If England boss Roy Hodgson wasn’t one of the most hated figures around Anfield already then he’s certainly staking a claim for his place in the pantheon as the former Liverpool boss, in a recent interview, remained unapologetic regarding his decision to play Daniel Sturridge for 90-minutes in England’s 1-0 loss to Germany.
Reds boss Brendan Rodgers was incensed when Sturridge, who was sent to the England camp carrying a knock, returned home worse for wear with the first Merseyside Derby of the year only days away. The 24-year old, who was only fit enough for the bench, went on to score the equalizer in the dying minutes of the match as Liverpool drew 3-3 with their neighbors, but having the influential striker fit from the get-go could have made a massive difference in a very important match. Hodgson, who fails to acknowledge the bigger picture despite his copious number of years in club management, isn’t that bothered though.
“I suppose you could argue we did put his resolve to the test. I might have been guilty of that but I don’t apologise for it” said the England boss, who continued. “I am delighted he did get out there, even though he maybe didn’t feel 100%, because that means in the future I will know I can trust him in an England team and he is not going to be playing when he feels like it — he is going to be playing when he’s fit.”
Excuse me for a moment while I try to digest that utter load of garbage; when, exactly, was Sturridge fit enough to play? And furthermore did Hodgson just suggest that he’s been shirking his England duties?
The 24-year old missed out on England’s crunch World Cup qualifiers in September – and sparked the first in a series of club or country rows with some out of context quotes. It was later confirmed , by the England setup no less, that the striker was sent home from training camp after the national team’s medical staff deemed him unfit to train, let alone play. Sturridge also missed out on the Three Lion’s meeting with Chile in the build-up to the Germany match with the striker confirming that the knock he picked up against West Bromwich Albion was still bothering him.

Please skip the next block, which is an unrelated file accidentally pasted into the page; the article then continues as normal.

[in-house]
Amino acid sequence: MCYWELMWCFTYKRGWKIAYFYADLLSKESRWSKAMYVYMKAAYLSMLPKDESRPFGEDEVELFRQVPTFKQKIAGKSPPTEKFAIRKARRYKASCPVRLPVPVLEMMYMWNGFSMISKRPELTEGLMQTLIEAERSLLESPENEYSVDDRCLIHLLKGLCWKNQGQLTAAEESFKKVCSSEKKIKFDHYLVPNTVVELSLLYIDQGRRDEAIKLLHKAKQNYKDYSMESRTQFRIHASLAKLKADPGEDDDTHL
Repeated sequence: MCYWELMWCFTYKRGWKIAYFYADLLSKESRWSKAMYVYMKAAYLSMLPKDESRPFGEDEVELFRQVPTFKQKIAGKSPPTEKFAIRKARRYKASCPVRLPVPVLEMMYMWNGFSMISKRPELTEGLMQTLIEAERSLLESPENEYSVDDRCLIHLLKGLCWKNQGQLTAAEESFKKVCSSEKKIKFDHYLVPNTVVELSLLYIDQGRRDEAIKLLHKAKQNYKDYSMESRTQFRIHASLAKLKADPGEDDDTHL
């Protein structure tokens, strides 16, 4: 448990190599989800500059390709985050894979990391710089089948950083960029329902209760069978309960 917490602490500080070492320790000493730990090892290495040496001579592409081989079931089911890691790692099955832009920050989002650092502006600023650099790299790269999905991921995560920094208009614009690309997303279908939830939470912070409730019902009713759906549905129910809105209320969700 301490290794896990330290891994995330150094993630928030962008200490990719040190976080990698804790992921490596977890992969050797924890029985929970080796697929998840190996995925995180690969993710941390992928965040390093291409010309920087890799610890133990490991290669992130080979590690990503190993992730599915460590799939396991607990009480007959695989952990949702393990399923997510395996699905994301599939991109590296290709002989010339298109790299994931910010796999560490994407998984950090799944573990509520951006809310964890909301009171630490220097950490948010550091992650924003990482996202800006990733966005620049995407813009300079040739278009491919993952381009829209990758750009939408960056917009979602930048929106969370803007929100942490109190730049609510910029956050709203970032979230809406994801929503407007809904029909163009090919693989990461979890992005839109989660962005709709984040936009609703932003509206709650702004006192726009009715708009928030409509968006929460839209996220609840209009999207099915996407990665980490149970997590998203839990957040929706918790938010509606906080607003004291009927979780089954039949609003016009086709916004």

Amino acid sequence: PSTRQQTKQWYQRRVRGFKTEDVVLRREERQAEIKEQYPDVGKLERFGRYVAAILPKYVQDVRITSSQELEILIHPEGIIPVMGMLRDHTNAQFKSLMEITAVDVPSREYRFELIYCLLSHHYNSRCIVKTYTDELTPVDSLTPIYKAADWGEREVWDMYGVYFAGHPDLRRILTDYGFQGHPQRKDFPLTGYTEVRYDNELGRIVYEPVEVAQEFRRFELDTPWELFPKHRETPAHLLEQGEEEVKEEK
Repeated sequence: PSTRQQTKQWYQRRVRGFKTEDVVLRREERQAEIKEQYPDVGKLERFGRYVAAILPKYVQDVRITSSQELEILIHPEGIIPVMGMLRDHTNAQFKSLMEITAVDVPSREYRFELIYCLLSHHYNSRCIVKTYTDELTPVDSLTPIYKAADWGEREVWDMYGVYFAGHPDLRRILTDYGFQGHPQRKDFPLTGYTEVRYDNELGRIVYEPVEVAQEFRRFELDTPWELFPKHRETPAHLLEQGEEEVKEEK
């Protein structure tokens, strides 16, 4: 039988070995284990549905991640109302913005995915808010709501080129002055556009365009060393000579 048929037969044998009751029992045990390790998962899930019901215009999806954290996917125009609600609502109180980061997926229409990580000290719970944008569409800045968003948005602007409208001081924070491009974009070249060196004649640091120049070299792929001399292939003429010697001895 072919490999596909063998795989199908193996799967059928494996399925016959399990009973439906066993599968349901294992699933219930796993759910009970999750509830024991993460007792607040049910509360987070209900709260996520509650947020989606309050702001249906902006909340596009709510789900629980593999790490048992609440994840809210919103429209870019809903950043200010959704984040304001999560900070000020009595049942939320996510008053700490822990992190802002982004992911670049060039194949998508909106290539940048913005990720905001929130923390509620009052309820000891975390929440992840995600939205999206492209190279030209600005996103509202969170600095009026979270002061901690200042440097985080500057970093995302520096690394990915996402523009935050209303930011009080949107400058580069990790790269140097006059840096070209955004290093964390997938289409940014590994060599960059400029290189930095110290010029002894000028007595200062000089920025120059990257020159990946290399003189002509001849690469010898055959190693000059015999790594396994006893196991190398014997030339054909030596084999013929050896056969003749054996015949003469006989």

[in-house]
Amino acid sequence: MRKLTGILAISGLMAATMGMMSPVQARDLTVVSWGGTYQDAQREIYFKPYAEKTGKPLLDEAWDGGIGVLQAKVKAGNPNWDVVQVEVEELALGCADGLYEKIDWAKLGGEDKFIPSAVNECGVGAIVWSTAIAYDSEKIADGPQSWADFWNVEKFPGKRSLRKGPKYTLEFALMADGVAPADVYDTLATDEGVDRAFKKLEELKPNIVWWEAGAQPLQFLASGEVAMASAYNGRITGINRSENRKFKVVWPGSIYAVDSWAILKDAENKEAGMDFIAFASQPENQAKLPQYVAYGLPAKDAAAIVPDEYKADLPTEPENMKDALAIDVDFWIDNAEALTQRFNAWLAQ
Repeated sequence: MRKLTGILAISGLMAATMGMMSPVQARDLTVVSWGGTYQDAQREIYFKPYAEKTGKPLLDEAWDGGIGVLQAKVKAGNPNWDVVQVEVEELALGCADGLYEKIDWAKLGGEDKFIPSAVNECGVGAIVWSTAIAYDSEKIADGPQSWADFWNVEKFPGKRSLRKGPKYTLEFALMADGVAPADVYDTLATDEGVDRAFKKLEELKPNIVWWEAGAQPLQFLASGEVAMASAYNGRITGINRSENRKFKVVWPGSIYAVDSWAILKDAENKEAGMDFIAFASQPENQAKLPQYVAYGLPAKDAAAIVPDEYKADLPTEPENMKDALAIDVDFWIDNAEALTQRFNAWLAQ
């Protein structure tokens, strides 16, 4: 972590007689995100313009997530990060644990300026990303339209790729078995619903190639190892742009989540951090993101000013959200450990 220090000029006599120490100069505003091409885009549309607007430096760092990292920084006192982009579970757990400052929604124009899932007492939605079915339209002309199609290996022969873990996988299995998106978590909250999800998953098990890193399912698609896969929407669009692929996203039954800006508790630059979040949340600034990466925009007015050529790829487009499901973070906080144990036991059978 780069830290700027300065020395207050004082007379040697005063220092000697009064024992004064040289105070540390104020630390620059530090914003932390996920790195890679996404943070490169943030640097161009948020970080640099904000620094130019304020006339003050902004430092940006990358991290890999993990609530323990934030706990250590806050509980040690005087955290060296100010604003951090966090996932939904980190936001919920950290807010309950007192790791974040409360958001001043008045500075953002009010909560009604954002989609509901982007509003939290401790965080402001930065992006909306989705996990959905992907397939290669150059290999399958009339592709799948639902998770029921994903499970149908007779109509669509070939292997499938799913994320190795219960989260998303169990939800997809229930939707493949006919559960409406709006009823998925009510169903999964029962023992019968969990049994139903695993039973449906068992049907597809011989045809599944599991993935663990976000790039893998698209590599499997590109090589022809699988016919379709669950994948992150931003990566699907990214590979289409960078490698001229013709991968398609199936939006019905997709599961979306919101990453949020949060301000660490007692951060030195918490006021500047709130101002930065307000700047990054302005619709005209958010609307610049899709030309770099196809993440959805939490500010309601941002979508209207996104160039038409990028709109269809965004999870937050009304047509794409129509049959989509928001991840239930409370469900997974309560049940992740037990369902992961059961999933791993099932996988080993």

“The thing is, we played him because medical opinion told us [he could play]. There was nothing on the scans and I believe the [latest] injury was nothing to do with the injury he was complaining about” said Hodgson. While swathes of the Liverpool faithful wouldn’t bat an eye if the striker was playing hooky from the national set-up, very strong quotes from the striker himself in the wake of criticism from Rodgers seem to suggest otherwise.
Having confirmed that he had “blood underneath the muscle” in his thigh and that he was in “pain” when he shot from long distances, Sturridge did not sound like a player fit enough to take the field despite his assertions to contrary. In the wake of Brendan Rodgers criticism of both the FA and the player himself for jeopardizing his future availability, the former Chelsea man took aim. “Regardless of what condition you’re in, fit or not fit, if you are selected for England you go out there and do your best” said an obviously defiant Sturridge.
It’s hard to fault a player for wanting to represent his country, but the hard-line taken by Hodgson in the aftermath leaves you with food for thought. Had Wayne Rooney been carrying a similar injury, would he have been risked? Certainly not under Sir Alex Ferguson – one of Hodgson’s good friends – he would not. This, quite obviously, begs the question whether Hodgson, a man who so quickly points to his vast banks of experience whenever his judgement is questioned, remembers that club football is the bread and butter of the international game. If players aren’t performing at the club level — or are unable to even give it a go due to injury — they’re not going to be selected for their country; plain and simple.
While no one actually expected an apology out of the Three Lion’s boss, even a token smattering of empathy would have sufficed. Instead, in response to the news that Sturridge will be out of action until mid-January with an unrelated injury, in typical self centered fashion, we got this crass callousness from the England man: “They are better [off] getting injured now, to be honest.”
And some wonder why the national team’s fortunes are jeered on Merseyside…